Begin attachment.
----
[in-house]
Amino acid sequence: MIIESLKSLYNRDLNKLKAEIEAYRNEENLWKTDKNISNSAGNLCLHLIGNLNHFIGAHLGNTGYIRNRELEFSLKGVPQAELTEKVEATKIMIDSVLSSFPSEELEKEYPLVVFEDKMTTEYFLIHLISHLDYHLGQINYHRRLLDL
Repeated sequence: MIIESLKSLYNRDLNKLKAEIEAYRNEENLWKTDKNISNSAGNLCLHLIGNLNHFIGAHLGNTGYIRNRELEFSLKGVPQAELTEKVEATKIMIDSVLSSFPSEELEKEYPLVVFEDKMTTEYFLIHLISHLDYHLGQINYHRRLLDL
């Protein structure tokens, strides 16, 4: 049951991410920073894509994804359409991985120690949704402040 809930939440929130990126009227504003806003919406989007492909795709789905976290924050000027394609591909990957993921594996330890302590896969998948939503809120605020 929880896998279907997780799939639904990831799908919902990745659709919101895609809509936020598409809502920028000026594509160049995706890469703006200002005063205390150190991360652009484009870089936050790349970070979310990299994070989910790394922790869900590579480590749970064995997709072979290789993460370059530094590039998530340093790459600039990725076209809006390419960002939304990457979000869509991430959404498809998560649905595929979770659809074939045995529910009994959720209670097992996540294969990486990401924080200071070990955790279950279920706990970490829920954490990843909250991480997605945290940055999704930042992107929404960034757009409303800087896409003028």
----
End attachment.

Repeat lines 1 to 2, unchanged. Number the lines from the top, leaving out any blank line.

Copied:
[in-house]
Amino acid sequence: MIIESLKSLYNRDLNKLKAEIEAYRNEENLWKTDKNISNSAGNLCLHLIGNLNHFIGAHLGNTGYIRNRELEFSLKGVPQAELTEKVEATKIMIDSVLSSFPSEELEKEYPLVVFEDKMTTEYFLIHLISHLDYHLGQINYHRRLLDL